Another big goal of Coder Time is to empower librarians to facilitate their own coding workshops by using librarian-gathered and curated content. Coder Time materials are licensed under a Creative Commons license that lets you tweak and adapt content to your own community.

To truly bring digital literacy to children, we need library-created content and programs. Often, librarians outsource coding workshops to experts. Though well-intentioned and certainly helpful, these workshops don’t do enough to serve our public. Like reading, coding is a practice, a way of being in the world. Coding programs need to be a regular, fully integrated part of the library – not something tacked on just to cover the bases.

For this to happen, librarians need to be comfortable with and familiar with code. But as programs like Scratch show, this is no obstacle. You don’t have to be an expert. You just have to—as you ask of your young patrons—be willing to learn.

Beyond $

Like reading, the benefits of coding are deeper than money. Coding gives children a creative way of looking at the world. It empowers them to make, rather than passively consume. It encourages them to work together.

With a clear message, our voice can be heard by parents. In turn, all children can make their voices heard with technology.


The Coder Time zine + coding resources for parents (in Spanish & English) + more! can be found here.

Sylvia Aguiñaga, LSSPCC Committee Member


  1. Luz Rivas

    Thanks for creating these resources for our parents. The Spanish version makes it easy to share with parents of DIY Girls program participants.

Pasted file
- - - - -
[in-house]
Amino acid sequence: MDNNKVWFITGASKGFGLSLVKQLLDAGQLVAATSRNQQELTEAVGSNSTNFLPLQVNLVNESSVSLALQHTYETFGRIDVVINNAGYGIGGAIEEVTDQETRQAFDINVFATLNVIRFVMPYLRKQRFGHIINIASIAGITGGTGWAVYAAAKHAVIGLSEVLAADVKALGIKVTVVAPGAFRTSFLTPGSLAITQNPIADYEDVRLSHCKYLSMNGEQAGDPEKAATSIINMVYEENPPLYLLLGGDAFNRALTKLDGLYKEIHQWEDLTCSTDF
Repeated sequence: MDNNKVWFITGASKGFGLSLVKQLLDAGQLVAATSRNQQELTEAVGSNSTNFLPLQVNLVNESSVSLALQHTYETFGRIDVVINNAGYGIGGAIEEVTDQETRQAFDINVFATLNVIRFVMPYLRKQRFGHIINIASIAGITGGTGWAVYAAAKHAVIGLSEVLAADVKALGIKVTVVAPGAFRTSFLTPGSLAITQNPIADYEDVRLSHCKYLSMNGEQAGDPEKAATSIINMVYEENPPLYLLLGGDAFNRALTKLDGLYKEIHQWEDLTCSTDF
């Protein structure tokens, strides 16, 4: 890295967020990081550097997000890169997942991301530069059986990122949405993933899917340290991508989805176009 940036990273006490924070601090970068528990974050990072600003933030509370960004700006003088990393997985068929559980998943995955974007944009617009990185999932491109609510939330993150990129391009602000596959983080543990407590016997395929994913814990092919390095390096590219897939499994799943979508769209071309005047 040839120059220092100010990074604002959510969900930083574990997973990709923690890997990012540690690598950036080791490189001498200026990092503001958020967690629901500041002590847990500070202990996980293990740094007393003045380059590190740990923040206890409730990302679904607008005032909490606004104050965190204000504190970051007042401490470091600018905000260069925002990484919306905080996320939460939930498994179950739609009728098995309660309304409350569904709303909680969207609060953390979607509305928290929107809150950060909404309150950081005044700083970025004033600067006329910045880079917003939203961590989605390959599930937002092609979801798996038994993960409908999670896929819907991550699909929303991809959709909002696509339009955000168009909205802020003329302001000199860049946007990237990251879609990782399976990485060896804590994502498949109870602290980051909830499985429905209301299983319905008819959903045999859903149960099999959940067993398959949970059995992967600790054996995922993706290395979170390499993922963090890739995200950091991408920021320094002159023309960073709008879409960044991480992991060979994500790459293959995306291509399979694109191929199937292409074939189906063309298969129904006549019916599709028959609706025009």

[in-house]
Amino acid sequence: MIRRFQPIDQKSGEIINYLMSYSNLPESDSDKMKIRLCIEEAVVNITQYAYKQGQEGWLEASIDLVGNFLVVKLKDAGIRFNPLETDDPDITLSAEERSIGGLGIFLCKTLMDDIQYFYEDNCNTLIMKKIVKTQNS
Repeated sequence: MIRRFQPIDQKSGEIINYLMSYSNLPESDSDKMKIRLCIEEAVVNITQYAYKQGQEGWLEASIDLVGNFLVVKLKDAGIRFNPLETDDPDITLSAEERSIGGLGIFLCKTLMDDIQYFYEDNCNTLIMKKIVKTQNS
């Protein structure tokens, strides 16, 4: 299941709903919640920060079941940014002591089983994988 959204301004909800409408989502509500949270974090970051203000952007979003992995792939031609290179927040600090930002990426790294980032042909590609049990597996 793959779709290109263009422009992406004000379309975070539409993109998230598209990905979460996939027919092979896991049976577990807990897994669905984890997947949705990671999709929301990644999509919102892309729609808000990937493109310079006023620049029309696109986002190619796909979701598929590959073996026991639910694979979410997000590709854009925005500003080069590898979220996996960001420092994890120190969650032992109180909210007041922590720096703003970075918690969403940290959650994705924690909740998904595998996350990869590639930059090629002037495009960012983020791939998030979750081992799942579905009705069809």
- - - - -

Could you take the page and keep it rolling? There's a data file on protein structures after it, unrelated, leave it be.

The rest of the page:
1. Sylvia

      DIY Girls (www.diygirls.org) is a big inspiration for this post. Looking forward to sharing these pamphlets with parents during our coding workshop this January at Pacoima Public Library!

  2. Dawn Prochovnic

    Thanks for this great post! I’ve shared it with the School Library Advocacy Council FB page (https://www.facebook.com/groups/802268366464689/) with the following message:

    This blog article offers a great example of the kinds of innovations a 21st century librarian can bring to a learning community. This article references particular opportunities in a public library, but the program described is applicable in a school environment as well. Likewise, the innovation of today is coding… The innovations of tomorrow are not yet known to us…nimble, innovative, forward-thinking teacher librarians can bring the future within reach to our kids.

    1. Sylvia

      Well-said, Dawn! Thank you for sharing.

  3. Pingback: Coding Concepts for Preschoolers - ALSC BlogALSC Blog

  4. Christie Hamm

    The dropbox links are no longer working – are these resources available elsewhere? Great project!

    1. Sylvia Aguinaga

      Hi Christie!

      I will fix this by tonight. I reformatted my computer and consequentially deleted my Dropbox! In the meantime, visit the “Coder Time” tab on my website, http://www.createwithcomputers.com.

      Thanks for the heads up!

      1. LSSPCC Post author

        The “Resources” link has been updated! 🙂